‘Revolution’ brewing as Trump and Sanders win

Pointing into the unknown: The two candidates have shocked their parties.

Mavericks Donald Trump and Bernie Sanders have won huge victories in USA, taking them a step closer to the presidency. Can their supporters’ revolutionary zeal be a force for good?

Donald Trump is a billionaire who boasts of being ‘greedy’. Bernie Sanders is a socialist who rails against ‘the enormous economic and political power of the billionaire class’. But both of them have a history of opposing their parties’ policies, often say they are ‘angry’, and sport unusual hairstyles.

And last night, they swept their parties’ primary elections in New Hampshire by huge margins. As The Day went to press it looked like Trump would get double the votes of his nearest rival. And Sanders was leading Hillary Clinton by a huge 20%.

Both men have defined themselves by their opposition to the political mainstream. Sanders has attacked the financial system and declared ‘the business model of Wall Street is fraud’. Trump has repeatedly asserted ‘our country doesn’t win any more’ and has been particularly strident on immigration, foreign policy and counter-terrorism measures.

They have, according to Gideon Rachman of The Financial Times, ‘said things that would be regarded as political suicide in a normal year’. But disaffected voters have rallied to their support.

Sanders — who wants to make college tuition free — has performed very strongly among young voters, many of whom have significant debts. His policies are also attractive to a generation which looks more favourably upon socialism than their parents. He proposes to break up major banks and raise taxes on the wealthy as part of a ‘political revolution’.

Trump is particularly popular among white working-class voters. His supporters are most attracted by his stance on economic issues, homeland security and terrorism, and immigration.

The two candidates have also challenged the system of raising money in American politics. Sanders, who says relationships between politicians and rich donors are ‘corrupt’, raised almost $20m for his campaign from online donations in January. The average donation was just $27. Trump, meanwhile, is paying for much of his own campaign himself.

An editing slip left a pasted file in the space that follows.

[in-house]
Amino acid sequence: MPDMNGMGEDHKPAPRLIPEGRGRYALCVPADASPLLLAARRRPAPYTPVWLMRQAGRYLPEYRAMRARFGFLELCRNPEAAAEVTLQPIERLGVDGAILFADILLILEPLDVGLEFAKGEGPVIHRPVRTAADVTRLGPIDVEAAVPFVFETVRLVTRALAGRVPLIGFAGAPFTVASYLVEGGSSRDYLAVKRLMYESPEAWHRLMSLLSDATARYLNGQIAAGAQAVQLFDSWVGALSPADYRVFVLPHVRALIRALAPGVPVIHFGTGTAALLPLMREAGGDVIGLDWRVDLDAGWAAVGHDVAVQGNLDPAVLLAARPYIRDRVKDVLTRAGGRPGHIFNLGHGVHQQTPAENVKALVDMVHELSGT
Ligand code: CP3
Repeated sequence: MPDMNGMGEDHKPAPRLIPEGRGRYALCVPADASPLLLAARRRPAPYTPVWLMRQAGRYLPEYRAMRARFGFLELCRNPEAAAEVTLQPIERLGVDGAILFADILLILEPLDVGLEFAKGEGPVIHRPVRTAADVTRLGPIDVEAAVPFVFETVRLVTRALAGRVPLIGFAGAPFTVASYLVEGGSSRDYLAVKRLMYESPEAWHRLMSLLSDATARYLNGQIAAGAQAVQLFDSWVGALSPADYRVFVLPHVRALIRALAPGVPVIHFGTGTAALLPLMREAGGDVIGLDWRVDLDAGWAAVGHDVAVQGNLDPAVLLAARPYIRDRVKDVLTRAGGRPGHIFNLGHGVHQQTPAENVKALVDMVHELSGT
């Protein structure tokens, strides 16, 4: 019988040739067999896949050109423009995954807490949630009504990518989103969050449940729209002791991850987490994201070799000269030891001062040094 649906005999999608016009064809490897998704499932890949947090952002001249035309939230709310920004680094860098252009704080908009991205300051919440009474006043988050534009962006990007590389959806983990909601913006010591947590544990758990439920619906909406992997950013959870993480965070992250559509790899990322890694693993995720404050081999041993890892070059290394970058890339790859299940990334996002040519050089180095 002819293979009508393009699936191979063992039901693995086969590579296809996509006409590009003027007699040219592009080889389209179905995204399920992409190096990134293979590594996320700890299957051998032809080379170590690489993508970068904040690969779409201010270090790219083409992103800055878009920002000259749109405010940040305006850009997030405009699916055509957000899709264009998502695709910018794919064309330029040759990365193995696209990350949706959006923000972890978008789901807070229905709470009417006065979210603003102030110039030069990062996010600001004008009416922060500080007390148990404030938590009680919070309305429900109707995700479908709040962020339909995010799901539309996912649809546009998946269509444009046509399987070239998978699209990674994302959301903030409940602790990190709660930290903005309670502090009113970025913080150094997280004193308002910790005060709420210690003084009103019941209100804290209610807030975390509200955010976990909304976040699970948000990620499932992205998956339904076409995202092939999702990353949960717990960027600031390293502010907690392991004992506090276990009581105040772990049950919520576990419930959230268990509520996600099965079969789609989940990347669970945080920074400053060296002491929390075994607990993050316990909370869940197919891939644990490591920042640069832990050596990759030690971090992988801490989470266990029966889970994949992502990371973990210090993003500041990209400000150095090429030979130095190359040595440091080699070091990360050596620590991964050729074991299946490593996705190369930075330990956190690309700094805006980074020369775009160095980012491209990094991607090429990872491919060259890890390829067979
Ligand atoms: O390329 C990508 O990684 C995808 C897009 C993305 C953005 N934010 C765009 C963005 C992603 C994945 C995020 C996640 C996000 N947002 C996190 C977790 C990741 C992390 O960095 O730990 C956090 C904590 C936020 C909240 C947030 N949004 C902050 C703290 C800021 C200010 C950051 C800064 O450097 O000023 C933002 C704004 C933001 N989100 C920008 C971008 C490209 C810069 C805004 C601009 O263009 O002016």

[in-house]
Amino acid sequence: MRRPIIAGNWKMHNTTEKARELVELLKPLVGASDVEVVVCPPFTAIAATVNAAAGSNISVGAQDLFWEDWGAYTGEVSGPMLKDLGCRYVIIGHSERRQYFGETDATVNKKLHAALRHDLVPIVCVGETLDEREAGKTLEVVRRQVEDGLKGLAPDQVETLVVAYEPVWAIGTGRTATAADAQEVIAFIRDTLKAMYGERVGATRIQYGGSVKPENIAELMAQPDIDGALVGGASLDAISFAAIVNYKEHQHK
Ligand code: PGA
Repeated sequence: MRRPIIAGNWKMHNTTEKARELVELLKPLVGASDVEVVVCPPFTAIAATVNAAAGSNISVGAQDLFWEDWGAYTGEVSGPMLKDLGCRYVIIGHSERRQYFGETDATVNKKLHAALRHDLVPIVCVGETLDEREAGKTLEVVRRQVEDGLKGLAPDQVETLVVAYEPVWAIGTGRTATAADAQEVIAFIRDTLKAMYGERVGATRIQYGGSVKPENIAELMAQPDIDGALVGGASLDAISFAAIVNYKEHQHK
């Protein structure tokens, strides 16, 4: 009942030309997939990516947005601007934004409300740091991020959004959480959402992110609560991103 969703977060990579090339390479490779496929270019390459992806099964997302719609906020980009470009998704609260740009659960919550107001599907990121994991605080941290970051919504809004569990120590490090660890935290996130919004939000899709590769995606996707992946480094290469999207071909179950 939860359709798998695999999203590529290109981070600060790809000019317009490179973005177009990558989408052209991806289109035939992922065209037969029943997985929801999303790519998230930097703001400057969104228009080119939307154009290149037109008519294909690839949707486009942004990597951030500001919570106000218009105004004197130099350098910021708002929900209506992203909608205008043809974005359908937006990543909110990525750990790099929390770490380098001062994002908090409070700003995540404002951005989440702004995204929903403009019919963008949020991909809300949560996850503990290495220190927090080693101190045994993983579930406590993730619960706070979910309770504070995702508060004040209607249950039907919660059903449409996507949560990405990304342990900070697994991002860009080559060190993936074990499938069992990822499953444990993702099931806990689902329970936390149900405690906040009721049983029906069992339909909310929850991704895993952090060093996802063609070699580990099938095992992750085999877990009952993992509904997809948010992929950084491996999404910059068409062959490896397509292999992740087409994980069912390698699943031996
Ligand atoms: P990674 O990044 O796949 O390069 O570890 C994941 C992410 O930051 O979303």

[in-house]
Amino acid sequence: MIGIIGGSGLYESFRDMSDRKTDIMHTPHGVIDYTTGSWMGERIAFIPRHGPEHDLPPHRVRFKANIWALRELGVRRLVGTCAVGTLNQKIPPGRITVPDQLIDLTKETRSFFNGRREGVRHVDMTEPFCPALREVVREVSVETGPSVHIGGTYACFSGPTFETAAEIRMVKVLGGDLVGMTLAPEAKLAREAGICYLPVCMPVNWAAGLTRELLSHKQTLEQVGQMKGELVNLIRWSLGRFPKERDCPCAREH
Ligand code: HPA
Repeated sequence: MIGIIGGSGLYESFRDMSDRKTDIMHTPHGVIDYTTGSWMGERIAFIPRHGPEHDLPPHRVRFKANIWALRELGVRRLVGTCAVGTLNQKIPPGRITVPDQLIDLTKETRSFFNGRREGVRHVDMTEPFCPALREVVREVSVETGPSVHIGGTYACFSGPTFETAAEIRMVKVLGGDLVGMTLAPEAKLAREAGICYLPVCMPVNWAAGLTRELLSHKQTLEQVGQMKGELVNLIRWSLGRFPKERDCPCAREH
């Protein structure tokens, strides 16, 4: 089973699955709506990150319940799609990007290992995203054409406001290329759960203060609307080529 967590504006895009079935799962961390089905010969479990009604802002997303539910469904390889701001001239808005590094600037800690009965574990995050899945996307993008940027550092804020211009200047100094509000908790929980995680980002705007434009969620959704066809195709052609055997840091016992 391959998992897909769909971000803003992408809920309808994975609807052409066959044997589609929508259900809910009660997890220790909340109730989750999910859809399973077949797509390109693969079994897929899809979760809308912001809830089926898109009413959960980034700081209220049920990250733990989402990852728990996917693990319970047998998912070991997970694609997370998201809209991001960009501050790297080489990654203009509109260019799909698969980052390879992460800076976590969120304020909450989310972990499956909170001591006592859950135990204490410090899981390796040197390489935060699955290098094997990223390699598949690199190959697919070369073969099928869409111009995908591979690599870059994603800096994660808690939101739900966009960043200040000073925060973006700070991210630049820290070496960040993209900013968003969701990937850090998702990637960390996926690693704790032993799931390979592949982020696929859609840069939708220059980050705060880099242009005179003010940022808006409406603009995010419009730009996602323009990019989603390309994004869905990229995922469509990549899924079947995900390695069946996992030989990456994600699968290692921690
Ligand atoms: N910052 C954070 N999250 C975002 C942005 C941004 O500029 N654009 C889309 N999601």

Gathering storm

Rachman says the US — and the world — should be worried. When ideologues change whole systems rapidly, it creates uncertainty and chaos. The 1917 Russian Revolution, for example, brought death and tyranny to millions; regicide and the murderous Terror followed the French Revolution of 1789. The world needs pragmatists, not ideologues.

There is no gain without pain, respond others. Sanders or Trump as president might create short-term instability, but it would be worth it in the long term. The democratic world is now inspired by the principles of the French and American Revolutions. At a time when economic and social change are failing so many people, we should embrace the call for change.

You Decide

  1. Do you welcome rapid change?
  2. Should the world be pleased that Trump and Sanders won last night?


  1. Create a social media profile on behalf of Donald Trump or Bernie Sanders. What would they want voters to think of them?
  2. It is 8 November this year — general election day. Donald Trump and Bernie Sanders are the two candidates for president. Write a newspaper report summarising the choice facing the American people.

Some People Say...

“We must only change enough to keep things the way they are.”

What do you think?

Q & A

Are only Americans angry at the moment?
It seems not. Populist left-wing parties Syriza (in Greece) and Podemos (in Spain) have been very successful. Right-wing parties including Marine Le Pen’s Front National in France and Golden Dawn in Greece have also seen an upturn in fortunes; and in the UK, left winger Jeremy Corbyn won the Labour leadership last year by a landslide. Rapid economic and social change appears to be creating a great deal of dissatisfaction among voters.
What happens next in the US?
The two parties now move on to Nevada, in the west, and South Carolina, in the south-east. But 1 March is the big date the candidates will now be most interested in — it is ‘Super Tuesday’, when 11 states hold their nominating contests for the Democrats and 12 for the Republicans.

Word Watch

For example, Trump proposes building a wall on the US southern border and making Mexico pay for it.
Trump has said he would ‘bomb the oil fields’ under Daesh control and then ‘take the oil’.
Last week he said he would use interrogation techniques for terrorist suspects which are ‘a hell of a lot worse than waterboarding’.
Young voters
In last week’s Iowa caucus, Sanders won 84% of the vote among Democrats younger than 30.
The Institute for College Access and Success says the average American graduate left higher education $29,400 (just under £19,000) in debt in 2012.
A YouGov survey in May 2015 found more 18-29 year-olds had a favourable view of socialism than an unfavourable one. This contrasted sharply with the views of older generations.
White working-class
A recent poll by Working America, a union federation affiliate, showed that 38% of this group who had made up their minds planned to vote for Trump. His nearest challenger was Hillary Clinton, with 22%.
Trump has spent $11m of his own money on his campaign so far.

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